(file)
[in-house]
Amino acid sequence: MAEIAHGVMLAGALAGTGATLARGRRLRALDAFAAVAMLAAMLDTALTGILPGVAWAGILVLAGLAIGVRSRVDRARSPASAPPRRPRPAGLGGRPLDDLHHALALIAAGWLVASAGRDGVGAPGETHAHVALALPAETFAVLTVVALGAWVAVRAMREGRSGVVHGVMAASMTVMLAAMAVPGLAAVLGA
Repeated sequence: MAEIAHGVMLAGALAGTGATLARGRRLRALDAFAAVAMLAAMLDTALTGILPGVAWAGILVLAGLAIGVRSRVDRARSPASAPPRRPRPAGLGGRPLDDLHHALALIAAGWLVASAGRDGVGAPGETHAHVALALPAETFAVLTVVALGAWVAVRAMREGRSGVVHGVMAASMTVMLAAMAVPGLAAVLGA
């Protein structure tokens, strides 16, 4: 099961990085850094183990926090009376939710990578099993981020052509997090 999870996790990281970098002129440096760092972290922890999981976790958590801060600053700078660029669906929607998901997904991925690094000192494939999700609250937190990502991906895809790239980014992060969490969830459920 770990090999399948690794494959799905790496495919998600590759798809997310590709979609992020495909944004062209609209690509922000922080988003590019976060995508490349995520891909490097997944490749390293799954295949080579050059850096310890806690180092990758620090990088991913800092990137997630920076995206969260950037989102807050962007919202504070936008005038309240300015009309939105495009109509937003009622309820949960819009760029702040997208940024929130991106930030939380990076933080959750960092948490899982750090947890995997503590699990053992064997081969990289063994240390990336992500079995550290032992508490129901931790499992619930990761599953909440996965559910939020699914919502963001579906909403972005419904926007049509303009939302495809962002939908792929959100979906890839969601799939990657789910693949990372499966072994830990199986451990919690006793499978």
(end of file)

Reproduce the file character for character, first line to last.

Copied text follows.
[in-house]
Amino acid sequence: MAEIAHGVMLAGALAGTGATLARGRRLRALDAFAAVAMLAAMLDTALTGILPGVAWAGILVLAGLAIGVRSRVDRARSPASAPPRRPRPAGLGGRPLDDLHHALALIAAGWLVASAGRDGVGAPGETHAHVALALPAETFAVLTVVALGAWVAVRAMREGRSGVVHGVMAASMTVMLAAMAVPGLAAVLGA
Repeated sequence: MAEIAHGVMLAGALAGTGATLARGRRLRALDAFAAVAMLAAMLDTALTGILPGVAWAGILVLAGLAIGVRSRVDRARSPASAPPRRPRPAGLGGRPLDDLHHALALIAAGWLVASAGRDGVGAPGETHAHVALALPAETFAVLTVVALGAWVAVRAMREGRSGVVHGVMAASMTVMLAAMAVPGLAAVLGA
């Protein structure tokens, strides 16, 4: 099961990085850094183990926090009376939710990578099993981020052509997090 999870996790990281970098002129440096760092972290922890999981976790958590801060600053700078660029669906929607998901997904991925690094000192494939999700609250937190990502991906895809790239980014992060969490969830459920 770990090999399948690794494959799905790496495919998600590759798809997310590709979609992020495909944004062209609209690509922000922080988003590019976060995508490349995520891909490097997944490749390293799954295949080579050059850096310890806690180092990758620090990088991913800092990137997630920076995206969260950037989102807050962007919202504070936008005038309240300015009309939105495009109509937003009622309820949960819009760029702040997208940024929130991106930030939380990076933080959750960092948490899982750090947890995997503590699990053992064997081969990289063994240390990336992500079995550290032992508490129901931790499992619930990761599953909440996965559910939020699914919502963001579906909403972005419904926007049509303009939302495809962002939908792929959100979906890839969601799939990657789910693949990372499966072994830990199986451990919690006793499978």